Yesterday, I finished revising a manuscript of 427 pages, 96,207 words. I accomplished this over the course of a week, with a birthday and a wedding thrown in there to keep my on my toes. One night I stayed up until four in the morning, rising at six to get my family ready for school and then returning to the revision project two hours later. When I reached The End, I was elated. I've always identified strongly with the characters in Charm Bracelet, and I felt the corrections did them credit. I love this story. The literary references, the dialogue, the message of redemption and happiness where none were expected.
A couple of hours after finishing, I became very sad. Let's face it, when you create a world you enjoy, it's hard to let it go. To say goodbye to people who seem so real but aren't. How I wish they were. Maybe I'll revise this story again next year . . .
Have you ever felt this way? Longing for the editing work to be done and yet, mourning a bit when it is.
My husband and I took his parents to see the Carl Bloch exhibit. It was even better for me on this third visit. While at the museum, I found another interesting display. A Matter of Words by Adam Bateman, Harrell Fletcher, and John Fraser. It is minimalist, modernist, and conceptual art. Very clever, entertaining, and definitely worth seeing. The above work especially caught my eye. It was a large tower of carefully stacked books. After the exhibit has finished touring, these books will be donated to the Wordwide Book Drive.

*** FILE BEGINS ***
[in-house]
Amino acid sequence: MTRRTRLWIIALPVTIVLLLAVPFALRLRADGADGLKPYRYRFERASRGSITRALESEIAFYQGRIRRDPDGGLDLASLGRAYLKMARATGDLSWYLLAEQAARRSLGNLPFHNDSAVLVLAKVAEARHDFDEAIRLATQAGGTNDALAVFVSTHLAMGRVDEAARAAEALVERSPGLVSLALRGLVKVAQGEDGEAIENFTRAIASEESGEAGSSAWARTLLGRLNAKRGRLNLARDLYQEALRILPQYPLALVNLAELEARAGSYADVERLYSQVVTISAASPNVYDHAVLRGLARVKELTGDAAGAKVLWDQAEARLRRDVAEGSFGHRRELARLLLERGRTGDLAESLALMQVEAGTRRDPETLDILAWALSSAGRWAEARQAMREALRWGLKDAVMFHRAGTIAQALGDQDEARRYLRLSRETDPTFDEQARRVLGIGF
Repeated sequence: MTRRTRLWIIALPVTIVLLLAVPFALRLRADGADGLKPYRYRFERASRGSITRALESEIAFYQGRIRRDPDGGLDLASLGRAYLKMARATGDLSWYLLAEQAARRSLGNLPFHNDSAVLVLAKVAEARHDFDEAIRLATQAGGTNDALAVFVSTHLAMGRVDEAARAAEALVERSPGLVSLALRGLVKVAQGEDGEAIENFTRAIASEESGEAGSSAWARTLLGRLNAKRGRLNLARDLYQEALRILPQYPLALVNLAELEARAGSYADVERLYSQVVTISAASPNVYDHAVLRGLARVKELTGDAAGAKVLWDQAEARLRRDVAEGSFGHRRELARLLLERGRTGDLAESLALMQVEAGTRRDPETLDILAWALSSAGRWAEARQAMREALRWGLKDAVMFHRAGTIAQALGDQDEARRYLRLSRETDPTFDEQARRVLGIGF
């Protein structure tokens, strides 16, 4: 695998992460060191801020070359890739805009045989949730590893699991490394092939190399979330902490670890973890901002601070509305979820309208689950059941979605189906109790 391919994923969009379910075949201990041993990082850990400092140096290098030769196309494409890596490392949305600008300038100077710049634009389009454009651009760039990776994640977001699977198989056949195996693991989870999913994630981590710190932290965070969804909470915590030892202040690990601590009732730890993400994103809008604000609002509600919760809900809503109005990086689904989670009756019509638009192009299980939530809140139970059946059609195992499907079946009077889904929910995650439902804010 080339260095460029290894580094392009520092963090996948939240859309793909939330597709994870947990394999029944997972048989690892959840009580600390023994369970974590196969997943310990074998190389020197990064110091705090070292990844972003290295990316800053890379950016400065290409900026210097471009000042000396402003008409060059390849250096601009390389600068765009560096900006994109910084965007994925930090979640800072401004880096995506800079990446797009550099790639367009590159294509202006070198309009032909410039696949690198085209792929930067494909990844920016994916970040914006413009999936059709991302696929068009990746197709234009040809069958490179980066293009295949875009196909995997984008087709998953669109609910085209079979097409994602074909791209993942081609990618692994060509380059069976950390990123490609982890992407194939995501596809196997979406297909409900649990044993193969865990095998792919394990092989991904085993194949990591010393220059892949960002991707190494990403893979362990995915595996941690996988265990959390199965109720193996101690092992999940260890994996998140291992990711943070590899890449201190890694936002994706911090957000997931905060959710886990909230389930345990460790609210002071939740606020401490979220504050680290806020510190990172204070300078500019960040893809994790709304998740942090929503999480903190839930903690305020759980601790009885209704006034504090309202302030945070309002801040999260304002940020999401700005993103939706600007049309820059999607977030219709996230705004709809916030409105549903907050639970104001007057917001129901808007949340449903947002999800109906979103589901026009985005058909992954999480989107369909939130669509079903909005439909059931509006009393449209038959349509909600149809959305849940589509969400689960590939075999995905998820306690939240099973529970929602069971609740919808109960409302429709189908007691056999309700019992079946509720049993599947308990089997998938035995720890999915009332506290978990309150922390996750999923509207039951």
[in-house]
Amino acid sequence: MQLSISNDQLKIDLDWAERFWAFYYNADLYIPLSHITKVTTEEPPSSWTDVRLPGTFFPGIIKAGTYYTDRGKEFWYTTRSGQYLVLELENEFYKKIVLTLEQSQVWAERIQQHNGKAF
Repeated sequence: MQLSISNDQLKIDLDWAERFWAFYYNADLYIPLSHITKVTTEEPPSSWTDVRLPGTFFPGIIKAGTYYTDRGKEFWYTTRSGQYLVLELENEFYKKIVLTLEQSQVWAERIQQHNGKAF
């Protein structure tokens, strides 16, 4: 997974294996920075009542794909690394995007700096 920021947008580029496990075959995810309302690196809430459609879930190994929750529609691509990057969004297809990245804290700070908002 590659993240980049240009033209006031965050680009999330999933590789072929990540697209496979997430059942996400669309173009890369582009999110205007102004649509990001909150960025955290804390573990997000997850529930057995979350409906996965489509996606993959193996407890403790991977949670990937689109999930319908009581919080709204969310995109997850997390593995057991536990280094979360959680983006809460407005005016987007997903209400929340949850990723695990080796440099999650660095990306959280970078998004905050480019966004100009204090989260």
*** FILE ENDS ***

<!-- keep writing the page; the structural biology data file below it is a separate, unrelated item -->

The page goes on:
It was interesting to watch people react to the book tower. Everyone wanted to touch it. They ignored the boundary marks, walking past the lines without a thought on their way to feel the sometimes beautiful, other times common, volumes. We're all drawn to words, stories, ideas, aren't we?
A plaque at the exhibit read, "In an age of electronic media, where the printed word is rapidly being dematerialized as a result of digital forms, "the matter of words" may soon become an outmoded concept."
A few minutes ago, I picked up a hardbound book, dazzled by the burgundy cover. It's the kind of soft glowing leather that needs to be held and used to grow in beauty. I treasure heirloom quality editions like this, and the classic brilliance inside.
While I enjoy the new digital reading systems of today, knowing they are convenient and accessible, I hope the printed word never becomes an "outmoded concept."
Read on, talented writers, and if you want to check out a great blog about art, drop in and visit Crystal Cook. She's absolutely amazing, and a wonderful writer to boot.